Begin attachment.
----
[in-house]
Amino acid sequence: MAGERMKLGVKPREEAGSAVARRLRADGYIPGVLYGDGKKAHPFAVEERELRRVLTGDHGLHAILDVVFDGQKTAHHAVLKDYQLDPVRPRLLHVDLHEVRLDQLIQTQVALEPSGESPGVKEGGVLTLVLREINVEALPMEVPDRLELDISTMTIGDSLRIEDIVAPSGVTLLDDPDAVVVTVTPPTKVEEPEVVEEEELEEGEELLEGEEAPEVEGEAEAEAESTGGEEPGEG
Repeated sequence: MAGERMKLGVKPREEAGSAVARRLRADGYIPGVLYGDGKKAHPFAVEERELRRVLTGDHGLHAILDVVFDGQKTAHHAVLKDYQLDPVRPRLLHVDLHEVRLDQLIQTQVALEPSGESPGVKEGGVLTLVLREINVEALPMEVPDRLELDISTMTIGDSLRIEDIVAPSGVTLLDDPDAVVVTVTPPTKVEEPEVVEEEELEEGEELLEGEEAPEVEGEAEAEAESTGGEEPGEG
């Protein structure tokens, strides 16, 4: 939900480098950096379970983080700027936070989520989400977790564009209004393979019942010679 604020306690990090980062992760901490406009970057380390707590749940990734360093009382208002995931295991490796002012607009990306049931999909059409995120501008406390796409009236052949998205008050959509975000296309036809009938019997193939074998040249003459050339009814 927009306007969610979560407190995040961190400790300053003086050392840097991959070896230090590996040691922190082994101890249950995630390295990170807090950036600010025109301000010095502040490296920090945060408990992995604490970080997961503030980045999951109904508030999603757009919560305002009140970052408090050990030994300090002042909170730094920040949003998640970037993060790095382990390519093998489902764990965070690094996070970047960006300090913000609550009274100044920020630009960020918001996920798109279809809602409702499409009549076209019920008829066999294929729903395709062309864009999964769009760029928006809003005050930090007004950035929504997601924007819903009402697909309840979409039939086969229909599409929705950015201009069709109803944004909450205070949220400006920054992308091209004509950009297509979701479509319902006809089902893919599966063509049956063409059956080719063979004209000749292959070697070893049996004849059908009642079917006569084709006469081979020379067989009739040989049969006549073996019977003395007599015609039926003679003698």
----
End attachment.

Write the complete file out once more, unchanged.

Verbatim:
[in-house]
Amino acid sequence: MAGERMKLGVKPREEAGSAVARRLRADGYIPGVLYGDGKKAHPFAVEERELRRVLTGDHGLHAILDVVFDGQKTAHHAVLKDYQLDPVRPRLLHVDLHEVRLDQLIQTQVALEPSGESPGVKEGGVLTLVLREINVEALPMEVPDRLELDISTMTIGDSLRIEDIVAPSGVTLLDDPDAVVVTVTPPTKVEEPEVVEEEELEEGEELLEGEEAPEVEGEAEAEAESTGGEEPGEG
Repeated sequence: MAGERMKLGVKPREEAGSAVARRLRADGYIPGVLYGDGKKAHPFAVEERELRRVLTGDHGLHAILDVVFDGQKTAHHAVLKDYQLDPVRPRLLHVDLHEVRLDQLIQTQVALEPSGESPGVKEGGVLTLVLREINVEALPMEVPDRLELDISTMTIGDSLRIEDIVAPSGVTLLDDPDAVVVTVTPPTKVEEPEVVEEEELEEGEELLEGEEAPEVEGEAEAEAESTGGEEPGEG
């Protein structure tokens, strides 16, 4: 939900480098950096379970983080700027936070989520989400977790564009209004393979019942010679 604020306690990090980062992760901490406009970057380390707590749940990734360093009382208002995931295991490796002012607009990306049931999909059409995120501008406390796409009236052949998205008050959509975000296309036809009938019997193939074998040249003459050339009814 927009306007969610979560407190995040961190400790300053003086050392840097991959070896230090590996040691922190082994101890249950995630390295990170807090950036600010025109301000010095502040490296920090945060408990992995604490970080997961503030980045999951109904508030999603757009919560305002009140970052408090050990030994300090002042909170730094920040949003998640970037993060790095382990390519093998489902764990965070690094996070970047960006300090913000609550009274100044920020630009960020918001996920798109279809809602409702499409009549076209019920008829066999294929729903395709062309864009999964769009760029928006809003005050930090007004950035929504997601924007819903009402697909309840979409039939086969229909599409929705950015201009069709109803944004909450205070949220400006920054992308091209004509950009297509979701479509319902006809089902893919599966063509049956063409059956080719063979004209000749292959070697070893049996004849059908009642079917006569084709006469081979020379067989009739040989049969006549073996019977003395007599015609039926003679003698």